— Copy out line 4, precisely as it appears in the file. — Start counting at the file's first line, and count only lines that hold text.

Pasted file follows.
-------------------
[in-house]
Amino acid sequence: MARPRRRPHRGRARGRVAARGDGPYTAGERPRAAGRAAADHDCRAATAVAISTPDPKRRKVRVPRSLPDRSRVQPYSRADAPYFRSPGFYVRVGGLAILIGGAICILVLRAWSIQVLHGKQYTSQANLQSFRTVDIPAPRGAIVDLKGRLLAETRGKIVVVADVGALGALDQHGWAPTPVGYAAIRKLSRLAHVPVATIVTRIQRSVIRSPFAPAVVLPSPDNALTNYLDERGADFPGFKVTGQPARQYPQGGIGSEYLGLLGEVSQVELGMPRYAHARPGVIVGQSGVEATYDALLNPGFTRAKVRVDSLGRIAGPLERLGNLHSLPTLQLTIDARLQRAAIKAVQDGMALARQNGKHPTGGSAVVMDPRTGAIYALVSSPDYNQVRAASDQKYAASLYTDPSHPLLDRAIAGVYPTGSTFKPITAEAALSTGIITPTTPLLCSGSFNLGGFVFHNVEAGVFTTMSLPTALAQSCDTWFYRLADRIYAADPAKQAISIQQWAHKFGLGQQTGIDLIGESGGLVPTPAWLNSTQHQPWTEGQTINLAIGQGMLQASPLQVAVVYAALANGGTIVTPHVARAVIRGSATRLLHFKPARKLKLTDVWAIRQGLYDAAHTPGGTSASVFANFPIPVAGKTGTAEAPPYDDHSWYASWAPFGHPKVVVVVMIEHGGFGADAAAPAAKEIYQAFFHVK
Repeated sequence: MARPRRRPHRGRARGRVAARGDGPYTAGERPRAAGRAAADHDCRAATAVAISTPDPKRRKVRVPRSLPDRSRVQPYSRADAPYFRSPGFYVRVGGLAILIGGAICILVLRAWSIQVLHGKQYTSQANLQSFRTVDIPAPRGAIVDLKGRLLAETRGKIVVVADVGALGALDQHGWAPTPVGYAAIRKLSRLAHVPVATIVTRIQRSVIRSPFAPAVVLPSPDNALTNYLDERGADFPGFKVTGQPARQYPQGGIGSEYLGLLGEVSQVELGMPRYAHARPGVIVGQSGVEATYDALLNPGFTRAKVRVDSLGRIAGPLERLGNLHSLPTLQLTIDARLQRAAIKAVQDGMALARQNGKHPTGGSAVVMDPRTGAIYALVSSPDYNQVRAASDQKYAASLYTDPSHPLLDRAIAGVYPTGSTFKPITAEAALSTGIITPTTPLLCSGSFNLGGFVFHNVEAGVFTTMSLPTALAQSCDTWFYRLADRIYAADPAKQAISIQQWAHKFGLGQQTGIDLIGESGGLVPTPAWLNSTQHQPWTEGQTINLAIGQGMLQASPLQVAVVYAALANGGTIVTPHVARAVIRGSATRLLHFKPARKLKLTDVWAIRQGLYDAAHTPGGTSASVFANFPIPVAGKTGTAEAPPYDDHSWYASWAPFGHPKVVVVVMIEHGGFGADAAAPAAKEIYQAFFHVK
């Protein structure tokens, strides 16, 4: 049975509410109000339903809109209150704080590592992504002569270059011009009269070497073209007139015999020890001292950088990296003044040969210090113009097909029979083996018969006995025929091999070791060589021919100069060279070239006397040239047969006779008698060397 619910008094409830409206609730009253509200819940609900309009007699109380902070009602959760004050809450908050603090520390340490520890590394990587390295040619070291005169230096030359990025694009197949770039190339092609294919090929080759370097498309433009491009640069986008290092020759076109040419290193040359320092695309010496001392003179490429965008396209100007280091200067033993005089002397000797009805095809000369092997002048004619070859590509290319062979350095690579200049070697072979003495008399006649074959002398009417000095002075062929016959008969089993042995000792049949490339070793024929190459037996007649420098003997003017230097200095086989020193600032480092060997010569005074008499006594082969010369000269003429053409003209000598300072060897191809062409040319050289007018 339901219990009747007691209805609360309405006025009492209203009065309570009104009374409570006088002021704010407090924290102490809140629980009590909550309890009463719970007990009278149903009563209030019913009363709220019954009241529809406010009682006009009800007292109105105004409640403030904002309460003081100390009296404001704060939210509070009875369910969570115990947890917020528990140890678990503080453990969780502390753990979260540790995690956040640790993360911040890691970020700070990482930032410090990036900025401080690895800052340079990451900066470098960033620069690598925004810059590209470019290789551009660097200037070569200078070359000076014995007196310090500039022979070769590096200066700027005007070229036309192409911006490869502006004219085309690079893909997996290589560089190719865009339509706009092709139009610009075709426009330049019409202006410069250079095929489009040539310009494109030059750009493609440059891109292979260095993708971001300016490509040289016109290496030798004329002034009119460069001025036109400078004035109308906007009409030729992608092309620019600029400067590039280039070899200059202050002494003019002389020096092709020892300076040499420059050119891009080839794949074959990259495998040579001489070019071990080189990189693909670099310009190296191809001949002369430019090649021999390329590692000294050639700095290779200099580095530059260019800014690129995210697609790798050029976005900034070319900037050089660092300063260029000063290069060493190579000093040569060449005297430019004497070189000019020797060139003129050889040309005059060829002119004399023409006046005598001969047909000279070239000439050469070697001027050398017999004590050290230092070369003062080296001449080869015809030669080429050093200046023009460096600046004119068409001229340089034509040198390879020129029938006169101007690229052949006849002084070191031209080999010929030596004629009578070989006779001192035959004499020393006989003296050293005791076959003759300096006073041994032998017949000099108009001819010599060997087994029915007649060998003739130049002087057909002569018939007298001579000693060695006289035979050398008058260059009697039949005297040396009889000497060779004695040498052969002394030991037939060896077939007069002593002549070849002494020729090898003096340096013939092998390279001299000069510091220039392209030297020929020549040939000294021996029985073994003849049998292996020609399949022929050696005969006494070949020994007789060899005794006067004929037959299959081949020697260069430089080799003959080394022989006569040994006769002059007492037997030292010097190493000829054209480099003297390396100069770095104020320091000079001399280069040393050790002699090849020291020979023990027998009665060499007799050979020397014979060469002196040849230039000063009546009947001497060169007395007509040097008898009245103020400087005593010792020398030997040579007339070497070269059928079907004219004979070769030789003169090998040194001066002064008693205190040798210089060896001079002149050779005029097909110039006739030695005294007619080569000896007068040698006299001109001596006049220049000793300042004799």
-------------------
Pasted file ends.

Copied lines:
């Protein structure tokens, strides 16, 4: 049975509410109000339903809109209150704080590592992504002569270059011009009269070497073209007139015999020890001292950088990296003044040969210090113009097909029979083996018969006995025929091999070791060589021919100069060279070239006397040239047969006779008698060397 619910008094409830409206609730009253509200819940609900309009007699109380902070009602959760004050809450908050603090520390340490520890590394990587390295040619070291005169230096030359990025694009197949770039190339092609294919090929080759370097498309433009491009640069986008290092020759076109040419290193040359320092695309010496001392003179490429965008396209100007280091200067033993005089002397000797009805095809000369092997002048004619070859590509290319062979350095690579200049070697072979003495008399006649074959002398009417000095002075062929016959008969089993042995000792049949490339070793024929190459037996007649420098003997003017230097200095086989020193600032480092060997010569005074008499006594082969010369000269003429053409003209000598300072060897191809062409040319050289007018 339901219990009747007691209805609360309405006025009492209203009065309570009104009374409570006088002021704010407090924290102490809140629980009590909550309890009463719970007990009278149903009563209030019913009363709220019954009241529809406010009682006009009800007292109105105004409640403030904002309460003081100390009296404001704060939210509070009875369910969570115990947890917020528990140890678990503080453990969780502390753990979260540790995690956040640790993360911040890691970020700070990482930032410090990036900025401080690895800052340079990451900066470098960033620069690598925004810059590209470019290789551009660097200037070569200078070359000076014995007196310090500039022979070769590096200066700027005007070229036309192409911006490869502006004219085309690079893909997996290589560089190719865009339509706009092709139009610009075709426009330049019409202006410069250079095929489009040539310009494109030059750009493609440059891109292979260095993708971001300016490509040289016109290496030798004329002034009119460069001025036109400078004035109308906007009409030729992608092309620019600029400067590039280039070899200059202050002494003019002389020096092709020892300076040499420059050119891009080839794949074959990259495998040579001489070019071990080189990189693909670099310009190296191809001949002369430019090649021999390329590692000294050639700095290779200099580095530059260019800014690129995210697609790798050029976005900034070319900037050089660092300063260029000063290069060493190579000093040569060449005297430019004497070189000019020797060139003129050889040309005059060829002119004399023409006046005598001969047909000279070239000439050469070697001027050398017999004590050290230092070369003062080296001449080869015809030669080429050093200046023009460096600046004119068409001229340089034509040198390879020129029938006169101007690229052949006849002084070191031209080999010929030596004629009578070989006779001192035959004499020393006989003296050293005791076959003759300096006073041994032998017949000099108009001819010599060997087994029915007649060998003739130049002087057909002569018939007298001579000693060695006289035979050398008058260059009697039949005297040396009889000497060779004695040498052969002394030991037939060896077939007069002593002549070849002494020729090898003096340096013939092998390279001299000069510091220039392209030297020929020549040939000294021996029985073994003849049998292996020609399949022929050696005969006494070949020994007789060899005794006067004929037959299959081949020697260069430089080799003959080394022989006569040994006769002059007492037997030292010097190493000829054209480099003297390396100069770095104020320091000079001399280069040393050790002699090849020291020979023990027998009665060499007799050979020397014979060469002196040849230039000063009546009947001497060169007395007509040097008898009245103020400087005593010792020398030997040579007339070497070269059928079907004219004979070769030789003169090998040194001066002064008693205190040798210089060896001079002149050779005029097909110039006739030695005294007619080569000896007068040698006299001109001596006049220049000793300042004799």